Sunday, November 22, 2015
Thursday, November 5, 2015
"So we've said often that we think that virtual reality and augmented reality could be the next big computing platform. But just to put that in perspective and compare it to the development of previous computing platforms, like phones and computers, I think the first smartphones came out in 2003."Smartphones are way older than that, but whatever. Zuckerberg also says.
"In terms of the actual content, first, we think gaming is going to be the most obvious market. There are around, I think, more than 200 million, almost 250 million people who have either an X-Box, a PlayStation or a Wii. And we think that that audience is going to the type of people who are going to be very excited about the type of experiences initially that you can have with virtual reality."Adoption of virtual reality technology isn't "going to be" slow. It's BEEN slow, really slow, for decades. We have had VR headsets for for home gaming for 25 years and other computer based VR much longer. To compare Oculus Rift to the early Blackberries is to fundamentally misunderstand why VR has been actively used in certain types of simulation since the 80's and little more than a novelty elsewhere.
Read the full ZD article for the full effect of Zuckerberg's ignorance of recent technology history.
Sunday, September 27, 2015
Depending on where you live and whom you know, you may be familiar with the fact some Muslims (and Orthodox Jews, and others, but it is with Muslims that I have personally experienced this) prefer not to shake hands, either with certain people (unrelated persons across gender) or even many people (non-Muslims). It varies by sect and geography, but it isn't strictly cultural. It is based on at least one hadith, the example of The Prophet Mohomed, teachings of important Imams and profound ideas about oaths, loyalty and what Christians call "the laying on of hands" . After even a very quick study of the issue, it is easy to see why a non-Muslim should not take offense if a Muslim declines to shake his or her hand. I am aware of the gender equality problems that can also be found in this issue, but I think respecting a person's right to refrain from touch is a more immediate problem in this case.
Please read this blog post by Um Ibrahim, a woman who prefers not to shake hands with men, for reasons held by many Muslims, http://muttaqiismail.com/dreaded-handshake/. Notice how she places none of the blame for the awkwardness she feels when declining a handshake on the other person. In her words, "[T]he other person is just showing us a nice gesture. He or she doesn’t understand the rules of Islam simply because they’re not Muslims."
Now that is a gracious attitude! My challenge to my fellow Christians, and everybody else for that matter, is to be just as gracious. When introduced to someone you know to be (or have reason to believe to be, based on name, nationality or dress) Muslim don't put them in the position of declining your handshake. Express your pleasure at meeting them verbally or with a non-touching gesture*. If the other person is comfortable shaking your hand, they will probably offer theirs.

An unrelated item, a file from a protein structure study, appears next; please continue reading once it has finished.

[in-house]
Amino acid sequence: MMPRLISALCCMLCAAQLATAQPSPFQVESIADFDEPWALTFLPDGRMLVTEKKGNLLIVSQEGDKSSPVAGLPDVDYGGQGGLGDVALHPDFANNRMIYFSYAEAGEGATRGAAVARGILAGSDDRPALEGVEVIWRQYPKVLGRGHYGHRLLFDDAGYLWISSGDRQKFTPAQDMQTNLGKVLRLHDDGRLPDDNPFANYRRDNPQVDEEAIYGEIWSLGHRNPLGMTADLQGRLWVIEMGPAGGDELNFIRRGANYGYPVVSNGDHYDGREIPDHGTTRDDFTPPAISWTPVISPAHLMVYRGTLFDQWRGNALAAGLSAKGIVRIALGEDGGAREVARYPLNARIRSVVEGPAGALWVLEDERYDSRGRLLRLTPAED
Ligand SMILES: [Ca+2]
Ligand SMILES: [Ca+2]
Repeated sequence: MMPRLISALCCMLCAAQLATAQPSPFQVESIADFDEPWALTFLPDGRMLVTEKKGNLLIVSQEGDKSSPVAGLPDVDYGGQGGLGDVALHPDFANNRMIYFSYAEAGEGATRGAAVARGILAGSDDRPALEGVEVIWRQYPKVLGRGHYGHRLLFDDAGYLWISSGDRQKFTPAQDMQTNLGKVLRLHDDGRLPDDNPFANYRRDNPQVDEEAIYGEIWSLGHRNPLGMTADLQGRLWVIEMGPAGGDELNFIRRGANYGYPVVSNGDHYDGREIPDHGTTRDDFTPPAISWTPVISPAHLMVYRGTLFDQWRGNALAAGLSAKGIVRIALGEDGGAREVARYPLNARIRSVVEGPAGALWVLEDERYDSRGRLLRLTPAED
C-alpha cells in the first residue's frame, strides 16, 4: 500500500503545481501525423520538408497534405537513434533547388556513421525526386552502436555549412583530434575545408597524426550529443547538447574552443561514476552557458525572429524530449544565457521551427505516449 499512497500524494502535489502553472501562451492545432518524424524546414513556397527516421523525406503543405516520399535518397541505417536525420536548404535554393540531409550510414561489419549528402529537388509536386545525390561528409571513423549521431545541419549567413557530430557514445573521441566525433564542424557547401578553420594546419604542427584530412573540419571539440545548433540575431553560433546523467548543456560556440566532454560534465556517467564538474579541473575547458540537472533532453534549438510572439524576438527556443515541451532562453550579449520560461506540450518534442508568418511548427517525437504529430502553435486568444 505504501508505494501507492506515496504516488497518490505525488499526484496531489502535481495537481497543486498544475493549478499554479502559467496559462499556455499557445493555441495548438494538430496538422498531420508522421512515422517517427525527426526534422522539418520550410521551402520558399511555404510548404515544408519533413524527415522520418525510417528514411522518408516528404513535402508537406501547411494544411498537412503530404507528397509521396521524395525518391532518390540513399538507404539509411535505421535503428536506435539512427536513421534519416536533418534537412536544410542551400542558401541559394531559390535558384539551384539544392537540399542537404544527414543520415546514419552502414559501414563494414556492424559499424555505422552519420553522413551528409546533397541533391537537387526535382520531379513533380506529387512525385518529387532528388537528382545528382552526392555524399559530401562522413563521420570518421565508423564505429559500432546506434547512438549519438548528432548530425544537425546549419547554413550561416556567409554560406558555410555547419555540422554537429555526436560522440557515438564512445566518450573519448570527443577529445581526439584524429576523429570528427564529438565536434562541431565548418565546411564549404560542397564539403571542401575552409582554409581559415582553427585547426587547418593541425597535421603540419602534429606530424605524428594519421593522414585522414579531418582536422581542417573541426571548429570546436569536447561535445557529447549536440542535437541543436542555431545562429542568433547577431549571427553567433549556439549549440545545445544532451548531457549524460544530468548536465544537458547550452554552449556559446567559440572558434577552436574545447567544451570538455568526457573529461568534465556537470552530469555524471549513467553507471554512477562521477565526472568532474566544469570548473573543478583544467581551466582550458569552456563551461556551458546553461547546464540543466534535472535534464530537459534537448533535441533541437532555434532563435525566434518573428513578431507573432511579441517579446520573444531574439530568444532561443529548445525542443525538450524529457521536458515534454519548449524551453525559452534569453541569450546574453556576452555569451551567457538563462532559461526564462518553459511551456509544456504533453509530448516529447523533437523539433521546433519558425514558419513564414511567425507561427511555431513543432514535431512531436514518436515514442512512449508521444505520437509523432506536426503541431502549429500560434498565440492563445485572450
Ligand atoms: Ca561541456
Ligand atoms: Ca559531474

In my workplace (a university) I have found that Muslim women who cover their head with a hijab never offer to shake hands with a man. Women who do not wear the hijab may be comfortable shaking hands with a man. In any case, if in doubt, I don't offer my hand first.
The point is, it isn't all on our Muslim friends and coworkers to diffuse the awkwardness of such situations. We can and should help prevent the awkwardness from ever occurring. Non-Muslims don't NEED to shake hands. We're just in the habit of it. There are other ways to show a new acquaintance respect and welcome, ways that no one feel obligated to decline.
* A Muslim friend suggested to me that I put my hand over my heart while saying my greeting when meeting a Muslim for the first time. It isn't what people expect from a white, Christian, Iowan but nobody's going to be offended.
Sunday, May 24, 2015
Saturday, May 9, 2015
When people talk about Apple's competition the names that come up are Google, Samsung, Microsoft, Amazon, Dell, Hewlett Packard, maybe Adobe and maybe some other smartphone manufacturers. In the rapidly maturing smartwatch market it might be somebody totally different. According to watch expert Ariel Adams the company that could sell millions of smartwatches, whenever they feel like trying, is Casio.
In an article on A Blog To Watch called What Features Should A Casio Smartwatch Have?, Adams makes a strong case that Casio has the expertise, resources and (as we say in the computer business) "installed base" to sell about as many smartwatches as they want. Interestingly, Adams explains how they can do this without announcing their "entry into the smartwatch market." Rather, they just need to make their current products marginally smarter. Some of their current watches are not exactly stupid and they certainly know how to make shit people want to wear on their wrist.
"Casio may not have a product ecosystem like Apple or a serious operating system like Google, but they have a lot of things that those other companies don't. Casio knows better than pretty much everyone else out there how to create a fantastic looking and high quality watch for a very low price. Casio also knows how to make watches that consumers like to use, and that are comfortable. More so, Casio knows how to create a highly functional digital watch with features people actually use and displays that people understand."Read the full article for a lot more detail and analysis.
Ariel Adams founded ablogtowatch.com, which covers everything of interest to the watch enthusiast. He also writes about luxury watches for other outlets and hosts the Hourtime Podcast with John Biggs, author of Marie Antoinette’s Watch, among many other things.